• Abstract: Previous papers such as Russell, Barrios & Andrews (2016), Guerra (2016), and Russell, Tokman, Barrios & Andrews (2016) have aimed to provide an empirical view into the sports economy. This proves to be a difficult task, given the many definitions of ‘sports’ and data deficiencies and differences in the sports domain (between contexts and over time). The emerging view in these previous papers provides interesting information about the sports sector, however: it shows, for instance, that different contexts have differently intensive sports sectors, and that sports activities overlap with other parts of the economy. This kind of information is useful for policymakers in governments trying to promote sports activities and use sports to advance the cause of broad-based social and economic development. This paper is written with these policymakers in mind. It intends to offer a guide such agents can use in constructing sports policies focused on achieving development goals (what we call development through sports[1]), and discusses ways in which these policymakers can employ empirical evidence to inform such policies. The paper draws on the concept of ‘governance’ to structure its discussion. Taking a principal-agent approach to the topic, governance is used here to refer to the exercise of authority, by one set of agents, on behalf of another set of agents, to achieve specific objectives. Building on such a definition, the paper looks at the way governmental bodies engage in sports when acting to further the interests of citizens, most notably using political and executive authority to promote social and economic development. This focus on governance for development through sports (asking why and how governments use authority to promote sports for broader social and economic development objectives[2]) is different from governance of sports (which focuses on how governments and other bodies exercise authority to control and manage sports activities themselves), which others explore in detail but we will not discuss.[3] The paper has five main sections. A first section defines what we mean by ‘governance’ in the context of this study. It describes an ends-means approach to the topic—where we emphasize understanding the goals of governance policy (or governance ends) and then thinking about the ways governments try to achieve such goals (the governance means). The discussion concludes by asking what the governance ends and means are in a development through sports agenda. The question is expanded to ask whether one can use empirical evidence to reflect on such ends and means. One sees this, for instance, in the use of 'governance indicators' and 'governance dashboards' in the international development domain. A second section details the research method we used to address these questions. This mixed method approach started by building case studies of sports policy interventions in various national and sub-national governments to obtain a perspective on what these policies tend to involve (across space and time). It then expanded into an analysis of sports policies in a broad set of national and sub-national governments to identify common development through sport ends and means. Finally, it involved experimentation with selected data sources to show how the ends and means might be presented in indicators and dashboards—to offer evidence-based windows into development through sports policy regimes. Based on this research, sections three and four discuss the governance ends and means commonly pursued and employed by governments in this kind of policy process. The sections identify three common ends (or goals)—inclusion, economic growth, and health—and a host of common means—like the provision of sports facilities, organized activities, training support, financial incentives, and more—used in fostering a development through sports agenda. Data are used from local authorities in England to show the difficulties of building indicators reflecting such policy agendas, but also to illustrate the potential value of evidence-based dashboards of these policy regimes. It needs to be stated that this work is more descriptive than analytical, showing how data can be used to provide an evidence-based perspective on this domain rather than formally testing hypotheses about the relationship between specific policy means and ends. In this regard, the work is more indicative of potential applications rather than prescriptive. A conclusion summarizes the discussion and presents a model for a potential dashboard of governance in a development through sports policy agenda.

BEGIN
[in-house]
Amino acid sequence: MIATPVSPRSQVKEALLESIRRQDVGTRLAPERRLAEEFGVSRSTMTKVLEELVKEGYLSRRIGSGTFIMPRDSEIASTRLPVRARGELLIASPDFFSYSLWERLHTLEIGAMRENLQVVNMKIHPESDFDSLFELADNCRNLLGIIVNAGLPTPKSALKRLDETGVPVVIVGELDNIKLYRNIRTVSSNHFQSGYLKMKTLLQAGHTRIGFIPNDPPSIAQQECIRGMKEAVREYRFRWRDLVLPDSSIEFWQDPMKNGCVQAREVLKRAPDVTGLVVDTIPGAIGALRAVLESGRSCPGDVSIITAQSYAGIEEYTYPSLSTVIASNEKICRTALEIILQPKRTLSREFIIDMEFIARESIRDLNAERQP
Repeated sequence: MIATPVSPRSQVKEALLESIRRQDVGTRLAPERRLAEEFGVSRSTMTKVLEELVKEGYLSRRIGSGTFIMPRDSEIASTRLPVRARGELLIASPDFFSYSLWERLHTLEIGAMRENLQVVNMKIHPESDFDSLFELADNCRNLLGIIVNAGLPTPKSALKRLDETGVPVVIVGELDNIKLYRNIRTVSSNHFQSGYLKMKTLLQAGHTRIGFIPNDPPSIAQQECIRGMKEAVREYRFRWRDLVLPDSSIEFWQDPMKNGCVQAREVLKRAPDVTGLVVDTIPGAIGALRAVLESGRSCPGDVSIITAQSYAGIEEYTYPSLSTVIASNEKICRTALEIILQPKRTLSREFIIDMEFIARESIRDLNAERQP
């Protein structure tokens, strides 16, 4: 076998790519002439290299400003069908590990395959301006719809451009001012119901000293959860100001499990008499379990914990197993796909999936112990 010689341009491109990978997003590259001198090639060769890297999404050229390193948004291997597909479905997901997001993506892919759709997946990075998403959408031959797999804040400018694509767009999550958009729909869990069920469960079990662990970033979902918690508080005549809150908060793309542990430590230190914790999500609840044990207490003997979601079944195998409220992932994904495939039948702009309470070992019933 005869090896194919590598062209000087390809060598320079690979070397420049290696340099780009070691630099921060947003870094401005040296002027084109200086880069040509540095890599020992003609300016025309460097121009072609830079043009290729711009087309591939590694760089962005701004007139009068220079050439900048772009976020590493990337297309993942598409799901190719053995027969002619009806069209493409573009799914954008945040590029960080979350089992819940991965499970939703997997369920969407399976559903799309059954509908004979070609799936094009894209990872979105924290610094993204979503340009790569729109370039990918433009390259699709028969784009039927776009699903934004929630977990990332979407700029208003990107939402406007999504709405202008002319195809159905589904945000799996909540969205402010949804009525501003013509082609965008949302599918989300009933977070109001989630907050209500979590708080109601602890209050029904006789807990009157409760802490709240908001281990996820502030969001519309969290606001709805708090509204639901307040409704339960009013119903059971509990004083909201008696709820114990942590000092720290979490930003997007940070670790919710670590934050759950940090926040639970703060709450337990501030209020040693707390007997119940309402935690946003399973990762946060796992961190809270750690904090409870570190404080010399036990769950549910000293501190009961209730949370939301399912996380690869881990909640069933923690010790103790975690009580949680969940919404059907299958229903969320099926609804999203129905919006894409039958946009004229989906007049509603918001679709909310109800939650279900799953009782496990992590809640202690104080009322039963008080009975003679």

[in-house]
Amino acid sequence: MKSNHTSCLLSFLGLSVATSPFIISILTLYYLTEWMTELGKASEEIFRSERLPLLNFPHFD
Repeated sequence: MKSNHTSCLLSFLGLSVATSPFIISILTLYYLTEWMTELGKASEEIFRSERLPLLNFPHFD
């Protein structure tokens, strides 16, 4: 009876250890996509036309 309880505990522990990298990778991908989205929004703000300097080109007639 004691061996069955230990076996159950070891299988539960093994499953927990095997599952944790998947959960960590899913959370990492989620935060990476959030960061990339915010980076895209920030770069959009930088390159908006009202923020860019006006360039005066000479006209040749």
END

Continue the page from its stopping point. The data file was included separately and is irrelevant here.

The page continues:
• Topic: Development, Governance, Sports, Economic Policy